Is there anything more plausible than a second hand? And yet it takes only the smallest pleasure or pain to teach us time's malleability. Some emotions speed it up, others slow it down; occasionally it seems to go missing - until the eventual point where it really does go missing, never to return. Julian Barnes, The Sense of an Ending (2011, 3).

1. Time and Archaeology and Archaeological Time

The capacity to conceptualise and measure time is among the most important achievements of human societies (Aveni 2000; Gosden 1994). In the past such knowledge allowed societies to anticipate natural events such as the beginning of rains vital for agricultural planning, to establish fixed points within the year for key ritual and social obligations, including the payment of debts and tax and, with writing, to record the order of important events and effectively to begin the construction of history itself. The significance of time is no less important to contemporary society and, for instance, ties together the increasingly vast networks of computers that control the global flow of capital as well as enabling the precise measurement of space through pervasive global positioning technologies now embedded within a host of electronic devices.

Not surprisingly there is a considerable literature on the history of time, the nature of temporal measurement and the perception of time within different societies (Nilsson 1920; Gell 1982; Gosden 1994; Adam 1994; Rosen 2004). The objective precision of atomic clocks can be contrasted with the complexity of experiential time which may defy linear definition and essentially act as a social construct, allowing individuals and societies to make sense of their world through their experience of the past, and anticipation of future events (Gosden 1994, 2-12). Given the importance of time measurement to human society, and the variation of experience of time, our contemporary explanation of the nature and significance of historical temporal measurement may occasionally be contentious. Many societies demonstrate an appreciation of regularities within time, including recurrent natural phenomena such as astronomic cycles or seasonal weather patterns, but this need not constitute evidence for a formal temporal system with fixed units (Nilsson 1920; Ruggles and Cotte 2010; Iwaniszewski 2012). The work of Alexander Marshack (1964; 1972) may illustrate this point. Marshack suggested that engravings on Upper Palaeolithic mobile artefacts, such as the bone plate with markings from the Abri Blanchard in the Dordogne region of France (dated to c. 30,000 BC), represented the waxing and waning moon and may have functioned as a rudimentary calendar. If true, this would have significant implications regarding the nature of abstract thought in early societies. Such an interpretation, however, has been debated and such objects, along with other early, engraved records may be better understood as tallies of events rather than formal calendars (Robinson 1992; Ruggles 2005, 5-7; d'Errico 1989; Pásztor 2011; Rappenglück 2010).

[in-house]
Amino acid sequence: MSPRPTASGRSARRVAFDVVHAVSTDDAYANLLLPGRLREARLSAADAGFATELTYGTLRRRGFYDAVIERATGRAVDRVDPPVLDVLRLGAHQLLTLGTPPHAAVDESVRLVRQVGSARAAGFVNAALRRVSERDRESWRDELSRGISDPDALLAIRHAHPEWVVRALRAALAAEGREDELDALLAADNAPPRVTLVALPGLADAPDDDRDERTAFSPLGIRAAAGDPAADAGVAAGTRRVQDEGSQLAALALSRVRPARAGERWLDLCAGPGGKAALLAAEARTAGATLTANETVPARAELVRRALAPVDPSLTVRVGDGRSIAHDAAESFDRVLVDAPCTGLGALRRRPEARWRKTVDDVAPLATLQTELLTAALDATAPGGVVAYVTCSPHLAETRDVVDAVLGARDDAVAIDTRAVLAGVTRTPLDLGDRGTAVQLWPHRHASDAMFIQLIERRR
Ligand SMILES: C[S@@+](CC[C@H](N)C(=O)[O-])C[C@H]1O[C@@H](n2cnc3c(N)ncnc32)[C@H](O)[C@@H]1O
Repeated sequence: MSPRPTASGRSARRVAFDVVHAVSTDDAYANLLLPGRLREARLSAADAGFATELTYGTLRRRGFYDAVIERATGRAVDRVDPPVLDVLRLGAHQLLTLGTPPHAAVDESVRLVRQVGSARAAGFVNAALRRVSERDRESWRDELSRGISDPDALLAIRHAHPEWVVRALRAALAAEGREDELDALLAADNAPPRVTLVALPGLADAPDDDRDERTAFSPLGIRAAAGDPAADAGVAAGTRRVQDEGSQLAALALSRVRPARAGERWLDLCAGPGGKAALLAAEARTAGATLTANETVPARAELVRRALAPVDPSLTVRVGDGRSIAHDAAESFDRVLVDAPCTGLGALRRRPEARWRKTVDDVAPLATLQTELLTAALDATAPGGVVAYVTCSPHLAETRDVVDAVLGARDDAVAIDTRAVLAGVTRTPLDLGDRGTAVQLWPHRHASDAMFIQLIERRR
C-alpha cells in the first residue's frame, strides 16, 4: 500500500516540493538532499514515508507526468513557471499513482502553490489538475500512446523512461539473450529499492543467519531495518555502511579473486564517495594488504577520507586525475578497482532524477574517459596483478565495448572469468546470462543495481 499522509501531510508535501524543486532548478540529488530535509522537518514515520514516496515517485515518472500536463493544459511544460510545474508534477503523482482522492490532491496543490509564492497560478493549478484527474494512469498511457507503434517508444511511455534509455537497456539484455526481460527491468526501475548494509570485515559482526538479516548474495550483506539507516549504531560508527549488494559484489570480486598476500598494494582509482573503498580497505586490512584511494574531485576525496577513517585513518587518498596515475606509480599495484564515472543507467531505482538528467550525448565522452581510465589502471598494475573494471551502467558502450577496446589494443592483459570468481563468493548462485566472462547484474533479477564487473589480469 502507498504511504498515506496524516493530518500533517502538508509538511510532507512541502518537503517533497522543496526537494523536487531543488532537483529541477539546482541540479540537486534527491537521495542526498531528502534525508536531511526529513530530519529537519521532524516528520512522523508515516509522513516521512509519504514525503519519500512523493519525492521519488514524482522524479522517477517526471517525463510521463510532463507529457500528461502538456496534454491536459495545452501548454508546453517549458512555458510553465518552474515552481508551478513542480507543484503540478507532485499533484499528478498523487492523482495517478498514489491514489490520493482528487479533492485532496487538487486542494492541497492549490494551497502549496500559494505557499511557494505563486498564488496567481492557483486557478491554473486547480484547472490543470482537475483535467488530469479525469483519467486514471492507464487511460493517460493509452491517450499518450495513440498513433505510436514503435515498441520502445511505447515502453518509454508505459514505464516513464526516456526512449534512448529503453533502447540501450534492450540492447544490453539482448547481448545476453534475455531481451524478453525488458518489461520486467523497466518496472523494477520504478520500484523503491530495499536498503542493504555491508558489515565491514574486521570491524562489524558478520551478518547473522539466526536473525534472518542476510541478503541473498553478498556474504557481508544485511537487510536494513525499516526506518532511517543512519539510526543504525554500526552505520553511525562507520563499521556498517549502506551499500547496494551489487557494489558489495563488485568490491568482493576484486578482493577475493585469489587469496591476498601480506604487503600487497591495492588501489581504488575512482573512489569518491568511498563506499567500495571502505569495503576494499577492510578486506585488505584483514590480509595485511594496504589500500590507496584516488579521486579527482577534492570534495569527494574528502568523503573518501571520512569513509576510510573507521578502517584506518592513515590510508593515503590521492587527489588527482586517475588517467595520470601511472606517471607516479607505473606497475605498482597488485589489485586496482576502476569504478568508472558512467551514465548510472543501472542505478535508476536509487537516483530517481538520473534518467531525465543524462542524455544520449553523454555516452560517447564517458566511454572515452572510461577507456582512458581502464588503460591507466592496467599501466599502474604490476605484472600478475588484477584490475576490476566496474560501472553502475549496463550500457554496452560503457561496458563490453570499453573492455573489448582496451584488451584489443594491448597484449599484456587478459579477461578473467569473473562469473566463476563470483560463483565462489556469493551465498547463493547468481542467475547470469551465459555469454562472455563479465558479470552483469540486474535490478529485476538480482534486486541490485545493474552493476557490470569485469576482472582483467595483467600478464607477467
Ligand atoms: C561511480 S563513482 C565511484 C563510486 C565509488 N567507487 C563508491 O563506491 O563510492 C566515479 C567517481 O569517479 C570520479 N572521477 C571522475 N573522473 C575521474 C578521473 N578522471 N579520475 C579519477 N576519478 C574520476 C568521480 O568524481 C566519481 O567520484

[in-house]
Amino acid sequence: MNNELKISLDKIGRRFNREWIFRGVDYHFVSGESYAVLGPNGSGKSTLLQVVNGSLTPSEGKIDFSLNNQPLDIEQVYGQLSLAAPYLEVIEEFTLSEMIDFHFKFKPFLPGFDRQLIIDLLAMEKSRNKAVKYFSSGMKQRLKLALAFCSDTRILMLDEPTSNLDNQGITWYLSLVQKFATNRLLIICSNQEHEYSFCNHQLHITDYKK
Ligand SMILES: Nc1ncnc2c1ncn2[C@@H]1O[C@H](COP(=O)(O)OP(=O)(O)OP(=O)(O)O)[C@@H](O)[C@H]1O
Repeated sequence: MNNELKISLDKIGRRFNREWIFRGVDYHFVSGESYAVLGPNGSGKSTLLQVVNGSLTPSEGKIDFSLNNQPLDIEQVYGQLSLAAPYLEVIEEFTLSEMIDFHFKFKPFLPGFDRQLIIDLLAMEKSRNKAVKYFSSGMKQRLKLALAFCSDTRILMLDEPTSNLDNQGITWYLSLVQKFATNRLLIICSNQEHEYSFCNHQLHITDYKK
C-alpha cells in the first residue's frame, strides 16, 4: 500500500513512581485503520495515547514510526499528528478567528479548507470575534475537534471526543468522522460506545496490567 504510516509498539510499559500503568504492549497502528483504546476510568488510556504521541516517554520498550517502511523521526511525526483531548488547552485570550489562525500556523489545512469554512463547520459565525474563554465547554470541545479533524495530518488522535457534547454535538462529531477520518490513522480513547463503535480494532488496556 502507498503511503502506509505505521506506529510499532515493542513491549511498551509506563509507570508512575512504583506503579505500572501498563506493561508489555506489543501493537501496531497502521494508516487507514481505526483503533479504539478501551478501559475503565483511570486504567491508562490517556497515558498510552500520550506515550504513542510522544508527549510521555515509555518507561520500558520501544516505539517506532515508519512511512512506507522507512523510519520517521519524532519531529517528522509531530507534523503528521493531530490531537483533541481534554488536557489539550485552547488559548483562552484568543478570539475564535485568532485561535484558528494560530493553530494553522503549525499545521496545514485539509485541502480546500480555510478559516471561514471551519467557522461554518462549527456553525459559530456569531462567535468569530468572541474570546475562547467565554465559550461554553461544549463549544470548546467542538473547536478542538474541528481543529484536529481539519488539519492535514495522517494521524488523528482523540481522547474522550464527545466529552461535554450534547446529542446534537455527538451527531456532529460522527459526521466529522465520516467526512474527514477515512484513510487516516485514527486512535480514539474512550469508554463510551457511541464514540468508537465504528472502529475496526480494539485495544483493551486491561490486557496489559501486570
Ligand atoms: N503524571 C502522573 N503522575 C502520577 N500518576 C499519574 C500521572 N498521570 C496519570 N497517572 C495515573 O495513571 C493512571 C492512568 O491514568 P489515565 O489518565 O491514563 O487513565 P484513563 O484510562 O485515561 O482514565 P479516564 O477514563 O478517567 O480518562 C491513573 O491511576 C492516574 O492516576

While there may be reason to discount some of the more dramatic claims for early development of calendrical devices, the extensive evidence for prehistoric structures that incorporate deliberate astronomical alignments has been a continuing and fruitful source for archaeological and ethnographic studies concerned with the development of temporal concepts (Maravelia 2003; Ruggles 2005). Although the extent of such phenomena has occasionally been questioned (Mackie 1977; Ruggles and Barclay 2000), there are well-known examples of monuments with such characteristics and these include Stonehenge in the United Kingdom and Newgrange in Ireland. These sites are associated with astronomical alignments through the orientation of specific parts of each monument. The Avenue at Stonehenge (Darvill 1997; Ruggles 1997; 2006; Parker Pearson 2012) and the passage at Newgrange (Ruggles 1999, 12–19; Smyth 2009, fig. 1.33) are directed towards the rising or setting sun at one of the solstices. However, such structures are probably not calendars as we understand the term (Ruggles in press a), and the same may be true in those instances where natural features have been identified that, in the past, appeared to frame astronomical events from specific observer points (Higginbottom et al. 2003). In these situations, the relationship of a monument to an astronomical event may be more a reflection of a cosmological order than indicative of the existence of any temporal unit and, as Higginbottom et al. (2003, 48) state, the role of many monuments may have been 'to bear witness to such events and not merely to record or register them'. Despite this, it is frequently asserted that the cycles of the sun, moon and stars were used in prehistory as calendrical tools, as is well known in many historically documented and indigenous societies. However, this can be extremely difficult to demonstrate convincingly, especially for stars, given that their seasonal changes (such as the annual appearance or disappearance or heliacal rising or setting) do not need to be viewed from a fixed spot, so are unlikely to have been marked in any way. The use of the moon in the creation of basic calendars is, however, well documented at later dates (Ben Dov et al. 2012). Thus while the first evidence for formal lunar calendars is only found in Babylonia from the 3rd millennium BC (Block 2012), it is likely that lunar observations evolved at a very early period and that observation of lunar, as well as solar and stellar, events were accorded considerable significance in many societies.


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